MIDLAND, Texas -- ChinaAid awarded three individuals and one church for their outstanding contributions to Chinese human rights, religious freedom, and rule of law at an annual banquet yesterday evening.
Three of the recipients, who include dissident Chen Wei and, as a collective, Early Rain Covenant Church in Chengdu, Sichuan, received ChinaAid's Courage Award. The other awardee, who must remain anonymous, is the pastor of a house church in China.
Chen's family tried to attend the event but were prevented from doing so by Chinese authorities.
Early Rain Covenant Church, a large church based in Chengdu, Sichuan, has undergone continual government persecution that culminated last year in the arrest of more than 150 of their members within the span of a week, beginning on Dec. 9. Multiple members are still in police custody, and the church's pastor, Wang Yi, and his wife, Jiang Rong, have gone missing.
Both Wang and Jiang have been charged with "inciting subversion of state power," even though there is no credible evidence supporting this claim, and other members of their church have been pinned with other falsified criminal charges, including "illegal business operations."
The other individual, whose family has asked not to be named due to security concerns, became the first-ever recipient of the Lin Zhao Freedom Award. Nominated by multiple submissions and unanimously selected by a panel of five judges as this year's recipient, the awardee is a Christian born in the southwestern region of China and has served as the head of a local branch of the Democracy Party of China, which is a political organization prohibited by the ruling Communist Party. He was a signatory of the political manifesto Charter 08 and imprisoned three times for engaging in a democratic movement. Altogether, he has spent 23 years in prison, and he is currently still incarcerated.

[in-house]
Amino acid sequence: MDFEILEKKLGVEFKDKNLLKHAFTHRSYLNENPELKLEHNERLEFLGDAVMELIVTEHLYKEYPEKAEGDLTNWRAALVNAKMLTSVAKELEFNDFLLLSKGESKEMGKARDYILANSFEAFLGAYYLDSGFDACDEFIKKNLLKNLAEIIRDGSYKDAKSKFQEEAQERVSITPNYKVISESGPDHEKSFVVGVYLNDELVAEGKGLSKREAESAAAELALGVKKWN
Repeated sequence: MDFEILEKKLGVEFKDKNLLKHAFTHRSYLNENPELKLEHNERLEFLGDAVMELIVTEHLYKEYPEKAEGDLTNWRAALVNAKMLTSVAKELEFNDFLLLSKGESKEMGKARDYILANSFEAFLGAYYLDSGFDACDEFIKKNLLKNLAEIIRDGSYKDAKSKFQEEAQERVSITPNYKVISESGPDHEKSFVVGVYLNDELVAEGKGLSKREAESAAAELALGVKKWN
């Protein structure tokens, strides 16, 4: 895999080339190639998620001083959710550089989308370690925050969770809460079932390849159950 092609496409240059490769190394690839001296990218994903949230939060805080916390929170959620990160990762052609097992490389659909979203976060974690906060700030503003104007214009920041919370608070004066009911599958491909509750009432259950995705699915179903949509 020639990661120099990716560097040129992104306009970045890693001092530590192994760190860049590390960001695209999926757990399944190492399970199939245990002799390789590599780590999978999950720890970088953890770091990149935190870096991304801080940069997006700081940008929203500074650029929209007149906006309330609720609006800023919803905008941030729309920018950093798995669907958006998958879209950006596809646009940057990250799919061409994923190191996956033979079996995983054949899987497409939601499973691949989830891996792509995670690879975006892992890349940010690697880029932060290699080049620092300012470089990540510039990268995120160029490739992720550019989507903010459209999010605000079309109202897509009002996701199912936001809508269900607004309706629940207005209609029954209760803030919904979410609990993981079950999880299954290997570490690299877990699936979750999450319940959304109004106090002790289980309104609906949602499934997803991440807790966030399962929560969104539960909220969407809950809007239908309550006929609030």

The Lin Zhao Freedom Award takes its name from Lin Zhao, a Chinese Christian who was murdered for her dissent against the Communist Party. Formerly known as Peng Lingzhao, she was classified as a rightist in 1958, just four years after she entered Peking University, and, in October 1960, she was arrested for participating in the planning of the underground publication "Xinghuo/Spark" and for writing her published poem "The Suffering Day of Prometheus." When she required hospitalization in early 1962, she was released, but authorities brought her back into custody in November of the same year. She was detained at the Shanghai First Detention Center and imprisoned in Tilanqiao Prison. During her time behind bars, she used her blood to write a book against then-Chairman Mao Zedong and the Chinese Communist Party's "Tyranny Enslavement." She also wrote diaries, a letter to the editorial department of the People's Daily ("140,000-word Letter"), and so on. On April 29, 1968, Lin Zhao was sentenced to death, and the officials shot her on the same day.
On Aug. 22, 1980, the Shanghai Higher People's Court posthumously revoked the ruling and found her not guilty on the grounds of mental illness. On Dec. 30, 1981, they reviewed the case again and concluded that the mental illness ruling was inappropriate, fully acquitting her.
2018 marked the 50th anniversary of Lin's death, prompting ChinaAid to honor her by establishing the Lin Zhao Freedom Award, which is given to Chinese citizens who show an exemplary commitment to Chinese civil society and the progression of rule of law, often at the cost of their own safety and freedom.
A total of nine nominees from a variety of different backgrounds and types of advocacy qualified for the award, and ChinaAid thanks them sincerely for their brave, self-sacrificial, and tireless efforts to protect the rights of others.
ChinaAid announced the recipients of these awards at their annual banquet last night. Additional details regarding the banquet are forthcoming.